TONY, here is an adorable non-white child. call me.

Hey, Time Out New York Kids? It’s awfully nice of you to keep sending me the mag free when I’m no longer on the masthead, and I hate to sound churlish, but JEEZ: You couldn’t find ONE BLACK KID to put in the December issue?? NOT ONE?? Last I checked, the city is 25.1% Black or African-American. And while it’s pointless to go around guessing everybody’s ethnicity, except when it isn’t (I cherish Jezebel’s posts pointing out the lack of diversity on fashion runways, even though the blogger notes that she winds up having to make some judgment calls about which models to call what, ethnically speaking, and I apologize for the blazing syntactical awkwardness of this parenthetical) — but let me put this out there: TONY Kids, your magazine is only slightly more diverse than a Tea Party rally.

In the issue’s biggest story, the one hogging the feature well, the one with the 7 pages consisting solely of photos with wee captions, there are 16 pics of adorable children. ONE depicts a non-white child. Math was not my subject, but even I can work this out: 15 of your 16 photos depict white kids. (Christopher, 7, of the Upper West Side is Asian. And rocking that little guitar.)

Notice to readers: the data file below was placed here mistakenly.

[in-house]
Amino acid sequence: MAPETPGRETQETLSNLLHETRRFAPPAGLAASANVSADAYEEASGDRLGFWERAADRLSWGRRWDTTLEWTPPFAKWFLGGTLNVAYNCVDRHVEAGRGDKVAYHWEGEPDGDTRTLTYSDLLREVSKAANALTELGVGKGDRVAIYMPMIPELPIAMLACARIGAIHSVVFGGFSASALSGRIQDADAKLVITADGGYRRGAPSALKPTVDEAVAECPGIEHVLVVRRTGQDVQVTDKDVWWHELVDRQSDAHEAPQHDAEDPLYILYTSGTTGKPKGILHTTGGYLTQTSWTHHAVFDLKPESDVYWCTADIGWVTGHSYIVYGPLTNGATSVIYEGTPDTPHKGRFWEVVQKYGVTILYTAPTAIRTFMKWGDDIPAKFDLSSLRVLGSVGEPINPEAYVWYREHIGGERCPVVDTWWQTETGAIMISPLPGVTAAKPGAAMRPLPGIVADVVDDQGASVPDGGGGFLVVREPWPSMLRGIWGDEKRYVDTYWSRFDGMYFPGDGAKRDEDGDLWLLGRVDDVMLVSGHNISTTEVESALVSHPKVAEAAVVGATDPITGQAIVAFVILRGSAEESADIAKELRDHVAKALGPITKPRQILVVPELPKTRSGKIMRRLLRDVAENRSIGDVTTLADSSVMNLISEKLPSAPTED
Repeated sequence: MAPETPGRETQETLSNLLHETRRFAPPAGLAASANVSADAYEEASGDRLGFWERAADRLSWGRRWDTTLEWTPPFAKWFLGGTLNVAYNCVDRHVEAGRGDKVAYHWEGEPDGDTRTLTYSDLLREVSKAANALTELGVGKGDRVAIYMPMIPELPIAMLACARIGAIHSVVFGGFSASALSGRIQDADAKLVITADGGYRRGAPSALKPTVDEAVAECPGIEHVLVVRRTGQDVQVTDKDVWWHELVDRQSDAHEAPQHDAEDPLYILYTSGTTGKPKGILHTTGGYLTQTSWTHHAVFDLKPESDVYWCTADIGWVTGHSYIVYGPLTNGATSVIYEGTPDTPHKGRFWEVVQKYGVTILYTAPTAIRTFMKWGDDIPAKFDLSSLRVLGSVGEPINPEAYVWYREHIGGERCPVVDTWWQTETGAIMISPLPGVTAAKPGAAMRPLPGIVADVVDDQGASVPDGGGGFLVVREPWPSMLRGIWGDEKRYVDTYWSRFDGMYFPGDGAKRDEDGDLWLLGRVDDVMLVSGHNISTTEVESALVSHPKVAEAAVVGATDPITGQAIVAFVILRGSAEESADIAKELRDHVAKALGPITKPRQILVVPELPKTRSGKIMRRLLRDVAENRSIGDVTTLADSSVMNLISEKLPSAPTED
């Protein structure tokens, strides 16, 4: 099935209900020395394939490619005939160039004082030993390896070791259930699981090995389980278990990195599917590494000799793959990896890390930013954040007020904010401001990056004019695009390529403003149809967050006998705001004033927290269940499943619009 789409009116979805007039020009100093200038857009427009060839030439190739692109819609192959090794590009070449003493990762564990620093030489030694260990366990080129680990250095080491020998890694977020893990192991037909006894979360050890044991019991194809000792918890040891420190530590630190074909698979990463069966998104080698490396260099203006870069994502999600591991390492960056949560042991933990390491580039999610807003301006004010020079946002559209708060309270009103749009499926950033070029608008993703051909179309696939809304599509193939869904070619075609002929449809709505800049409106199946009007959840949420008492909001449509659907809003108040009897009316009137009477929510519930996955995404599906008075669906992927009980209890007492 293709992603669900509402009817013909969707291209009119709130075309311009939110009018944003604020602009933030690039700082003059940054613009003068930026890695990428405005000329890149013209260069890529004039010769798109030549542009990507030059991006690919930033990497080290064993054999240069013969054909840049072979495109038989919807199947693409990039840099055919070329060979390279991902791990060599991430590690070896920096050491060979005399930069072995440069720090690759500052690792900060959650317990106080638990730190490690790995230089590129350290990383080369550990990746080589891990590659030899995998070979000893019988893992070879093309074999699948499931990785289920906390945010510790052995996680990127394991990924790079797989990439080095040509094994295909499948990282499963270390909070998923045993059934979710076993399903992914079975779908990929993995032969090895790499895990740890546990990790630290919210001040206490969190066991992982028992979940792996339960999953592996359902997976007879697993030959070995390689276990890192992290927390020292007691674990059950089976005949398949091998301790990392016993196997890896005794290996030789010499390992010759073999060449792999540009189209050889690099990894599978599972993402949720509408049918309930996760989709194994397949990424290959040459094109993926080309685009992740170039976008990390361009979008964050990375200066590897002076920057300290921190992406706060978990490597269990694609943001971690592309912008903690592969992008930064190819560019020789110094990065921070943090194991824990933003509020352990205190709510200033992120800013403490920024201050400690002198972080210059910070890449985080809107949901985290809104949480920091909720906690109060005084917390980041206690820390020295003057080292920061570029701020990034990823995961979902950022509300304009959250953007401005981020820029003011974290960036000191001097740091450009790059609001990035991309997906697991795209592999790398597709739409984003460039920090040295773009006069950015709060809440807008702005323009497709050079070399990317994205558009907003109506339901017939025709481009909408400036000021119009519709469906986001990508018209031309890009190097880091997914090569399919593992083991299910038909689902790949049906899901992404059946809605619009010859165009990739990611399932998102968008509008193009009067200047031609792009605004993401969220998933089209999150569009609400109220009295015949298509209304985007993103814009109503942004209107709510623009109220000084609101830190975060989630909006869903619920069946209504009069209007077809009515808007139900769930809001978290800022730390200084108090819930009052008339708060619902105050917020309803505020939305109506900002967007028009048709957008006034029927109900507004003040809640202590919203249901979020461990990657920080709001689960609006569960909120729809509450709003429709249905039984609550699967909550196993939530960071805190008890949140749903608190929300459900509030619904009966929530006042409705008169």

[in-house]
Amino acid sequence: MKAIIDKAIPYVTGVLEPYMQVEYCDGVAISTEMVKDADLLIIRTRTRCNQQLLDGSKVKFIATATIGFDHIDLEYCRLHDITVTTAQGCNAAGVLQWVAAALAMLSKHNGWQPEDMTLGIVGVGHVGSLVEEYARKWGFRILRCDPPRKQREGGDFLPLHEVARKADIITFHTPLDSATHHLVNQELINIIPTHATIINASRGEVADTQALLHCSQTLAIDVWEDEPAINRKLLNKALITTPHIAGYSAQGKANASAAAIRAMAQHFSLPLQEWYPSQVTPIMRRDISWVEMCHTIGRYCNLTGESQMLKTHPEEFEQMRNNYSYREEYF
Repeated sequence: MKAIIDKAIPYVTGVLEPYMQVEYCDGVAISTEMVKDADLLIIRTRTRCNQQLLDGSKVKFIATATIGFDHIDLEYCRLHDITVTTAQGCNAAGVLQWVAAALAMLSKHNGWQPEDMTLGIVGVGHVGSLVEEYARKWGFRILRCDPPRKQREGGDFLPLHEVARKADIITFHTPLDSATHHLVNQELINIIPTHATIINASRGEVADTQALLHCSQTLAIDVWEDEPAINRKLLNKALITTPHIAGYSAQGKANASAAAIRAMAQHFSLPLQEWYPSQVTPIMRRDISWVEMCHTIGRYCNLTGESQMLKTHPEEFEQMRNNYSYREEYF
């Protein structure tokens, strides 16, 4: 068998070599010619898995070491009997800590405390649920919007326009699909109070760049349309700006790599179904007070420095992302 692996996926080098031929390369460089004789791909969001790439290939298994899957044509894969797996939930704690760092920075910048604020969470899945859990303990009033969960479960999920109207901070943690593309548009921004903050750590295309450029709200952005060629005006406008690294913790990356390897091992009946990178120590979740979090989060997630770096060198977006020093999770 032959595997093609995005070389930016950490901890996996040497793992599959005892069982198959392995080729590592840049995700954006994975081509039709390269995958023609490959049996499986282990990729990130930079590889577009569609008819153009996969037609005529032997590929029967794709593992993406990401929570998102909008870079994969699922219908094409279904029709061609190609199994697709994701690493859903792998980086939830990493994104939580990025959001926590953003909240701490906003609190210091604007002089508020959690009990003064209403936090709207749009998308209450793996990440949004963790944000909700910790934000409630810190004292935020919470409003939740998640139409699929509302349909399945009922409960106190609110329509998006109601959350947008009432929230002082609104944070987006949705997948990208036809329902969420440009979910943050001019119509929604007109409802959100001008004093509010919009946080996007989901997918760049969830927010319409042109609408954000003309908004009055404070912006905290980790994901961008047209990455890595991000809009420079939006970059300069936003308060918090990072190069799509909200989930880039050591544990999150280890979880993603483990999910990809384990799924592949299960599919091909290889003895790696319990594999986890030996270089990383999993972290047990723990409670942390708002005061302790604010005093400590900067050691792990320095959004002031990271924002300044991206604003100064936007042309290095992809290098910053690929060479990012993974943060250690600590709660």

Now let’s go to the front of the book. Ooh, a small photo of an Asian-looking girl on page 7! And two out-of-focus probably-Latina girls in that blurry pick-up photo — meaning it wasn’t shot specifically for the magazine — provided by the Children’s Museum of Manhattan!

You know what? Let’s sit down and count! I see 52 children’s faces in the editorial pages of the magazine. This isn’t counting ads and promo pages, which are a whole other megillah. Of those 52 faces, 49 are white. That includes ALL the children in illustrations commissioned by the magazine. You couldn’t even hire someone to DRAW a Black kid??

Yes, there are one or possibly two teeny faces in other pickup photos that MIGHT belong to Hispanic or Latino kids. And maybe some of those kids who look mighty white are actually not. But come on, TONY Kids. We live in a diverse city — though one that’s getting less diverse all the time — and yes, I know your readers are probably not representative of the makeup of the five boroughs. But COME ON. And don’t you dare blame the pickup art you get for free. You hire photographers and illustrators (though apparently your parent company doesn’t always pay them) and you’ve done a decent job of depicting LGBT and single-mom families. Now I hope you’ll consider doing the same for non-white ones.

Take a little time out to think about it, OK?